Boosts cognitive performance
“Eating chocolate can be protective for your brain and enhance your brain’s plasticity, the lifelong ability to change and adapt,” says Dr. Krystal L. Culler, director and founder of Your Brain Health Matters.
A 2018 study published in PubMed monitored the effects of chocolate on brain waves. Participants were given dark chocolate to eat for eight days, analysing the before and after effects on the brain.
It found that eating dark chocolate increased the alpha and beta brain waves of participants. The alpha brain waves are produced when you’re feeling calm and relaxed, while beta brain waves signify alertness and focus.
Helps release endorphins
We all know a delicious piece of chocolate can make you happy. Well, it turns out, this mood-boosting benefit is backed by science.
“Chocolate boosts the production of endorphins, better known as the ‘feel-good’ chemical of your brain,” says Culler.
Research published in the Journal of Psychopharmacology found eating chocolate linked to an increase in self-reported feelings of relaxation, focus, and general contentedness.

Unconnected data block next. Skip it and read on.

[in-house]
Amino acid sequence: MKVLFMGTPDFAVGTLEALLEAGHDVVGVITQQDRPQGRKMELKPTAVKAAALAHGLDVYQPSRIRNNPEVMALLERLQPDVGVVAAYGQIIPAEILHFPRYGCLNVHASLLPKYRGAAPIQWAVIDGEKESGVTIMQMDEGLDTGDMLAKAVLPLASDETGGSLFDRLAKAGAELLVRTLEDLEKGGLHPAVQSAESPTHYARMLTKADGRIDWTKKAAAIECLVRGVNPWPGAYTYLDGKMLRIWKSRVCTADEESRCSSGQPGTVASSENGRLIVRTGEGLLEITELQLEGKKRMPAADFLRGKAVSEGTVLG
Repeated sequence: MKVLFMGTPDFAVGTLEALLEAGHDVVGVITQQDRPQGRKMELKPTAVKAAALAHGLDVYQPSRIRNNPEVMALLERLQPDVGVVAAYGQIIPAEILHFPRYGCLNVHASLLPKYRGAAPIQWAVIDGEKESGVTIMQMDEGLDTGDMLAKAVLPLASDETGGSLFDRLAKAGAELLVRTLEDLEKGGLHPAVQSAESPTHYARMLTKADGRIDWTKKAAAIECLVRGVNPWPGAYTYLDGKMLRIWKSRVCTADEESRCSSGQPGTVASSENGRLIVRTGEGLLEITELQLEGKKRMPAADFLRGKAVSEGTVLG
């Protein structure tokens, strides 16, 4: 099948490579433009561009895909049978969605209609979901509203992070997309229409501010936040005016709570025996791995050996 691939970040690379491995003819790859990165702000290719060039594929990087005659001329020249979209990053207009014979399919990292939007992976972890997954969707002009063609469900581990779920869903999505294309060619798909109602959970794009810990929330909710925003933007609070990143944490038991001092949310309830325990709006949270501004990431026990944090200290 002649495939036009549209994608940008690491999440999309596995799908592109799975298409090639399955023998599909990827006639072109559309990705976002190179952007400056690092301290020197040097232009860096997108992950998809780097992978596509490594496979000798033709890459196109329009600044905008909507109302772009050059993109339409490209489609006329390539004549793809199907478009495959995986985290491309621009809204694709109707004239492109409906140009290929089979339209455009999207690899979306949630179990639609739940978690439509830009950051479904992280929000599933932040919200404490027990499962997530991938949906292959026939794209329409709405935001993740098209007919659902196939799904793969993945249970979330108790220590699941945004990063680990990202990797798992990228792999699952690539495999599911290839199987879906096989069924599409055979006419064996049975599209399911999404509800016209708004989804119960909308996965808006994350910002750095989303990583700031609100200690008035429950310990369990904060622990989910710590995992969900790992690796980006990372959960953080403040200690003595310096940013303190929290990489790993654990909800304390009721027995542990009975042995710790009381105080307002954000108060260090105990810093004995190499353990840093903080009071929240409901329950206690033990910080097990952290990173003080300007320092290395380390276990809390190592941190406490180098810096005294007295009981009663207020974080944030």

May reduce risk of dementia
Research around age-related diseases, such as dementia, has recently looked at the role of chocolate in preventing cognitive issues.
“Chocolate is very appealing in those prone to cognitive decline like individuals with or at risk of Alzheimer’s disease because the flavonols — antioxidants found in certain plants — in cocoa stimulate new brain cell growth and prevent existing brain cell death,” says Dr. Shaheen Lakhan, neurologist and head of R&D at The Learning Corp.
What kind of chocolate should you eat?
If you want to eat chocolate for its health benefits, it’s important to look out for the right ingredients. Sugary, milk chocolate is not recommended as a healthy choice.
Key things to look out for:
- Dark (85% or higher cocoa)